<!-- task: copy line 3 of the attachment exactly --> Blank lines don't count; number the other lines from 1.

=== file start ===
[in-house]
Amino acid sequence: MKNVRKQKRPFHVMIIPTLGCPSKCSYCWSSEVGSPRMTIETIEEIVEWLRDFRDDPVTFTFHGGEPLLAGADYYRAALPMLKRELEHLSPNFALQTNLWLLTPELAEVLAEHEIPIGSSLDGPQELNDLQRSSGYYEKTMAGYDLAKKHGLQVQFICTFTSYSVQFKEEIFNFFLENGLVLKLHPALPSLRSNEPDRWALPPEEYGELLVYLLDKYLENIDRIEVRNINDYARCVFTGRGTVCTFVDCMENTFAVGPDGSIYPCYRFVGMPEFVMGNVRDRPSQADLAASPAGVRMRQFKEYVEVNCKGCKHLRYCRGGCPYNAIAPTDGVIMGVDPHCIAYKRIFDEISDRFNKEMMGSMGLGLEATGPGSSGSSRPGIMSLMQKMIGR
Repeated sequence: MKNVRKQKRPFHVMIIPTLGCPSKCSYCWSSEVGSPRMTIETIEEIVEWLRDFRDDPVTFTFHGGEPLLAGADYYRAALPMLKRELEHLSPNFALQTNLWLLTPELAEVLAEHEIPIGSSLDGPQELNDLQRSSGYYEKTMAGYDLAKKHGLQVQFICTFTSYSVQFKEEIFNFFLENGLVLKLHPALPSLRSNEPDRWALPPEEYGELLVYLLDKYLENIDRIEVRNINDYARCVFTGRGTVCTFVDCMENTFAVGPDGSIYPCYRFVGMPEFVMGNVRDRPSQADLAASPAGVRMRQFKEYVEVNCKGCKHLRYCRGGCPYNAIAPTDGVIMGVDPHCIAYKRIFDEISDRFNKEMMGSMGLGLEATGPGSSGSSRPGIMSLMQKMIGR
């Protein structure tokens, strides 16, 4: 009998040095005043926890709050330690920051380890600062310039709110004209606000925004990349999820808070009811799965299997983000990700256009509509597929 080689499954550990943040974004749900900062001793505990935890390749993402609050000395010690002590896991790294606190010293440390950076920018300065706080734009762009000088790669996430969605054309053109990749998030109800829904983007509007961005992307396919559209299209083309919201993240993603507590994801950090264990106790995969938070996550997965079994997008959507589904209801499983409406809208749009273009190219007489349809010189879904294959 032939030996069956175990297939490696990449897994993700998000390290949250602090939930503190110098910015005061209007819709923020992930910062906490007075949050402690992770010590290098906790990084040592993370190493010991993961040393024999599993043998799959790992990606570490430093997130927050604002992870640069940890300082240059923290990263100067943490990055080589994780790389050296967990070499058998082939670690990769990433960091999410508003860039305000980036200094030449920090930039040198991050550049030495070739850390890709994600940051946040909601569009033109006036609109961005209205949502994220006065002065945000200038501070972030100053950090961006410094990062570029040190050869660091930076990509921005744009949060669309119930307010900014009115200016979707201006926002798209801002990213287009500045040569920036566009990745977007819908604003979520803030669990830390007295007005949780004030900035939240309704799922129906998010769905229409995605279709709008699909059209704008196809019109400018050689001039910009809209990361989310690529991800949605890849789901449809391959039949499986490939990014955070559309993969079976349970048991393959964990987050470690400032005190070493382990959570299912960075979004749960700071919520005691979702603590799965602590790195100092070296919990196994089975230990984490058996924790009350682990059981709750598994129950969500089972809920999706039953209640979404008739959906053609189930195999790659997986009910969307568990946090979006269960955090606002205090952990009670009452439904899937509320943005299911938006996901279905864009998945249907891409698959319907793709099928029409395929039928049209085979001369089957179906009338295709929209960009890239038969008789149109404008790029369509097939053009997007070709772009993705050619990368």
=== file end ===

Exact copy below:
Repeated sequence: MKNVRKQKRPFHVMIIPTLGCPSKCSYCWSSEVGSPRMTIETIEEIVEWLRDFRDDPVTFTFHGGEPLLAGADYYRAALPMLKRELEHLSPNFALQTNLWLLTPELAEVLAEHEIPIGSSLDGPQELNDLQRSSGYYEKTMAGYDLAKKHGLQVQFICTFTSYSVQFKEEIFNFFLENGLVLKLHPALPSLRSNEPDRWALPPEEYGELLVYLLDKYLENIDRIEVRNINDYARCVFTGRGTVCTFVDCMENTFAVGPDGSIYPCYRFVGMPEFVMGNVRDRPSQADLAASPAGVRMRQFKEYVEVNCKGCKHLRYCRGGCPYNAIAPTDGVIMGVDPHCIAYKRIFDEISDRFNKEMMGSMGLGLEATGPGSSGSSRPGIMSLMQKMIGR